The most economically damaging fact about foot-and-mouth disease is that cattle infected with FMD and cattle vaccinated for the disease, when tested, appear practically the same. That means the many healthy animals, oftentimes, have to be culled to make sure the outbreak is stopped.
German researchers have created a cheap test that reportedly distinguishes between those with the disease and those vaccinated. That would allow future outbreaks to be stopped through immunization rather than culling.
The fast, low-tech lab test reliably sorts the two groups, say Armin Saalmüller and colleagues at the Institute for Immunology of the Federal Research Centre for Virus Diseases of Animals in Tübingen, Germany.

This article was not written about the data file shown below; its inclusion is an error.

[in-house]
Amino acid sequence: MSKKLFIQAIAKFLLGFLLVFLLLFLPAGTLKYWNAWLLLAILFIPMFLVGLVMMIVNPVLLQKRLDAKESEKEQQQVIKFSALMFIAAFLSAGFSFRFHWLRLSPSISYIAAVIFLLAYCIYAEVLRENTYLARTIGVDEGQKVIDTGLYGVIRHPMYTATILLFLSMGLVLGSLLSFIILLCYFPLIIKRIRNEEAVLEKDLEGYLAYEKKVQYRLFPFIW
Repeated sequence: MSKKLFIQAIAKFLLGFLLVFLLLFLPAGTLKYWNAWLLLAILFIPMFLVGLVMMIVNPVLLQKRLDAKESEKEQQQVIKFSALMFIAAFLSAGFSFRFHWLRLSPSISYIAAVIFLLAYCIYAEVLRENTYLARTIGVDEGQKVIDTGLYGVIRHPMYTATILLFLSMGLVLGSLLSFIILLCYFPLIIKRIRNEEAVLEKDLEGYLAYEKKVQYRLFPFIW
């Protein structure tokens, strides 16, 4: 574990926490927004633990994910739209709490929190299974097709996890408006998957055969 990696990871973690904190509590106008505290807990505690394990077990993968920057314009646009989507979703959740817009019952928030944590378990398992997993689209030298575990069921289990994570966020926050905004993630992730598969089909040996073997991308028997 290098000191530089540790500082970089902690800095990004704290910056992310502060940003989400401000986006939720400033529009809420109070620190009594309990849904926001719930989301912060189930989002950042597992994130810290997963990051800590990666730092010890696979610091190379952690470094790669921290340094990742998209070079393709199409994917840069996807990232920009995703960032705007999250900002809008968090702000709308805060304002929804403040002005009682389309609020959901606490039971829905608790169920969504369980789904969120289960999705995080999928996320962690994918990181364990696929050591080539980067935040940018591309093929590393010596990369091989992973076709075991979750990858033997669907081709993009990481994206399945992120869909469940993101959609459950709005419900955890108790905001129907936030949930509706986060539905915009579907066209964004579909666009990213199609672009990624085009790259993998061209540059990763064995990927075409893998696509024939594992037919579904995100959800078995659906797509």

"It could easily be made into a strip test - like a dipstick," FMD expert David Paton of the Institute for Animal Health in Pirbright, United Kingdom, told Nature magazine. Animals could then be checked in the field.
Critics of the test say it isn’t sensitive enough to the disease.
"It's possible that you'd be using this test on millions of animals," said FMD epidemiologist Mark Woolhouse of the University of Edinburgh, United Kingdom. "No diagnostic test is perfect," he said.